The term safeguarding refers to the procedures that are in place to ensure that the human rights, health and wellbeing of individuals are protected in such a way that they may live a life free from neglect, abuse or harm. This especially focuses on safeguarding children, young adults, and vulnerable adults. Safeguarding training, policies and procedures are vital if you work in an organisation in which you are looking after the welfare of children or vulnerable adults, as you have a responsibility to ensure that they are protected.
The Benefits of Safeguarding
Below is a list of the benefits that safeguarding training provides:
- The ability to spot any signs of abuse, fear or neglect.
- The tools to be able to communicate with those who are vulnerable.
- To be able to identify and understand the people who are vulnerable or at risk of harm.
- To be able to report and record safeguarding issues.
Conversely, any warning signs that are missed could lead to severe consequences and leave vulnerable people open to fear, abuse, neglect or exploitation.
The UK government defines safeguarding children as ‘The process of protecting children from abuse or neglect, preventing impairment of their health and development, and ensuring they are growing up in circumstances consistent with the provision of safe and effective care that enables children to have optimum life chances and enter adulthood successfully.’.
It was in 2002 that the move from child protection to an outlook that is all-inclusive was put into place.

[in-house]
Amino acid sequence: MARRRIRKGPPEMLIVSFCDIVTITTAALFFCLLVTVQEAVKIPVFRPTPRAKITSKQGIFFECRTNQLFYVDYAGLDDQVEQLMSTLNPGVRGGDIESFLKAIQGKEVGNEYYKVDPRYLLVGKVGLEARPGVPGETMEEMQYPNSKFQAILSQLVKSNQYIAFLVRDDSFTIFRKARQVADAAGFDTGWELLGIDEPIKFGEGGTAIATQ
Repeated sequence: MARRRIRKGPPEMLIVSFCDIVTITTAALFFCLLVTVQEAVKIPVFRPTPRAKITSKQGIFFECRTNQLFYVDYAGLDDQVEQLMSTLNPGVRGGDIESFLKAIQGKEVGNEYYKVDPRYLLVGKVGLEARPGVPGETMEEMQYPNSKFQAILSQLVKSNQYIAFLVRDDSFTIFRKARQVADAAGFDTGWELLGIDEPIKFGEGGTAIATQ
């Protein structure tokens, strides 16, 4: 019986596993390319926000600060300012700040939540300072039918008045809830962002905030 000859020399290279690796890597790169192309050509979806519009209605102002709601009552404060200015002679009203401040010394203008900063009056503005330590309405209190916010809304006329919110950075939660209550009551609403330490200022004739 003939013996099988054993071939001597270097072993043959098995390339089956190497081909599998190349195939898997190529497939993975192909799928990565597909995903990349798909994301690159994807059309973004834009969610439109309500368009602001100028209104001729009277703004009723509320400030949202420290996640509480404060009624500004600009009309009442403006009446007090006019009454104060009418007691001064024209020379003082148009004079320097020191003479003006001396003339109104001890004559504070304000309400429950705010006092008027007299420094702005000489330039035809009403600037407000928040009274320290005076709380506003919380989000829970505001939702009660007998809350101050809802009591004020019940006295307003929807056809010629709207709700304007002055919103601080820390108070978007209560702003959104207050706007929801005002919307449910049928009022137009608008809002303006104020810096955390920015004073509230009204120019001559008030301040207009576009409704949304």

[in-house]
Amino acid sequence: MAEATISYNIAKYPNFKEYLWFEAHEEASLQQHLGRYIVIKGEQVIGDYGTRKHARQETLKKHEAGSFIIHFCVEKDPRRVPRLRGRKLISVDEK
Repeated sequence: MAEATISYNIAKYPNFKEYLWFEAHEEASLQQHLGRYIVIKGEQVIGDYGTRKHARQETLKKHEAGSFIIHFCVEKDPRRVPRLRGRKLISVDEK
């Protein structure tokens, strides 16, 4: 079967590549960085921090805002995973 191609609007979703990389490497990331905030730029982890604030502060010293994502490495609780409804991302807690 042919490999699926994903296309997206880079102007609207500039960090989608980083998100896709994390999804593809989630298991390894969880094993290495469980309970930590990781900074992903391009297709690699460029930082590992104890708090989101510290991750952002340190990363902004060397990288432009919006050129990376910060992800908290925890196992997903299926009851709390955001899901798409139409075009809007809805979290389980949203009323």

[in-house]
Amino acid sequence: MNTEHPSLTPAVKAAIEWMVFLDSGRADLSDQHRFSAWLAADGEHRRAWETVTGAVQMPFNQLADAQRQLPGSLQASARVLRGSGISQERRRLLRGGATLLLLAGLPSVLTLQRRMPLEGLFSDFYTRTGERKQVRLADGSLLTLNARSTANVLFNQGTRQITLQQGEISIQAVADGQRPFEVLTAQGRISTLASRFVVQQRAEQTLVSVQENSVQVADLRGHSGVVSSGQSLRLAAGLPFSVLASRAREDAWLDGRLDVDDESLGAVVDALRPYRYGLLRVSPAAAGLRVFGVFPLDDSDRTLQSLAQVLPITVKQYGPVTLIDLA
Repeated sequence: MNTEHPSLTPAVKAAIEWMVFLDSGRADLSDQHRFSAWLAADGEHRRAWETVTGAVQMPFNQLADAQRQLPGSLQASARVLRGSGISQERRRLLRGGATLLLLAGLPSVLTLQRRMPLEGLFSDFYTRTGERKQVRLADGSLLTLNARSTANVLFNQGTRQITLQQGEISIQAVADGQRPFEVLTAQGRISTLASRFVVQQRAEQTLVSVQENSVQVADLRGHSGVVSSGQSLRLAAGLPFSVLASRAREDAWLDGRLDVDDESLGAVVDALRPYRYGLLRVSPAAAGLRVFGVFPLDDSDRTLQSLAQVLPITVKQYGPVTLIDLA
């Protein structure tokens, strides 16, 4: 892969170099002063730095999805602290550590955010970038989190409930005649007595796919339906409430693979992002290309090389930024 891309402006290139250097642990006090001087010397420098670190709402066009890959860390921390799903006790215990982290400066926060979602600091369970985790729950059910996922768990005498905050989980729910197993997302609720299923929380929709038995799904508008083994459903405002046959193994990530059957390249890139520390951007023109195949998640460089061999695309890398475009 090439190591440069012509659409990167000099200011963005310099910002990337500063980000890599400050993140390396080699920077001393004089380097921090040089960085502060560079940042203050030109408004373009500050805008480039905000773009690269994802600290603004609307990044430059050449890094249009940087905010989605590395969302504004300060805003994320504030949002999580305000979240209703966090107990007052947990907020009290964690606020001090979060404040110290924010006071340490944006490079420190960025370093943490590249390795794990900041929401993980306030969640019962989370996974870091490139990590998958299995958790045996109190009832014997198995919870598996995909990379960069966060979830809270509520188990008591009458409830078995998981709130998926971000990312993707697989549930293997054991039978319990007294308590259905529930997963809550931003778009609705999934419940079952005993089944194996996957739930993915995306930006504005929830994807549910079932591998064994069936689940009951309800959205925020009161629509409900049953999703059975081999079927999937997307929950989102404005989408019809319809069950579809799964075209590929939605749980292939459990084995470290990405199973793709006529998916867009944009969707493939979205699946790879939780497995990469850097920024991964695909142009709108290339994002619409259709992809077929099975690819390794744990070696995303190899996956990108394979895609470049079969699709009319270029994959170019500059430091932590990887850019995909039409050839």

In 2006, the government released the publication, ‘Working Together to Safeguard Children’– a statutory guide that outlined how individuals and organisations need to work together to safeguard and promote the wellbeing of children. The publication has since undergone several revisions to improve and build upon the guidelines.
‘The Care Act 2014’ provides measures that need to be put in place to safeguard vulnerable adults. The act provides rules and rights that organisations and authorities need to understand when neglect or abuse is suspected.
The 6 Key Principles of Safeguarding
The following six safeguarding principles were originally created by the UK government for safeguarding adults, but they can also be used when it comes to safeguarding children.
- Empowerment: Individuals need to have control and choice in any decisions they make.
- Protection: Support needs to be provided for those who require it and organisations should be able to show that measures are in place to prevent abuse or neglect from occurring and provide support and help for those who are at risk.
- Prevention: It is important to prevent neglect, abuse or harm from occurring. Training staff, raising awareness and making information accessible are ways to enforce prevention.
- Proportionality: This ensures that each individual is taken into account when dealing with safeguarding issues. Every individual and any risks need to be respected.
- Partnerships: By forming partnerships within the local community, abuse can be prevented and detected.
- Accountability: Everyone is accountable and has a part to play when it comes to safeguarding and protecting those who are vulnerable.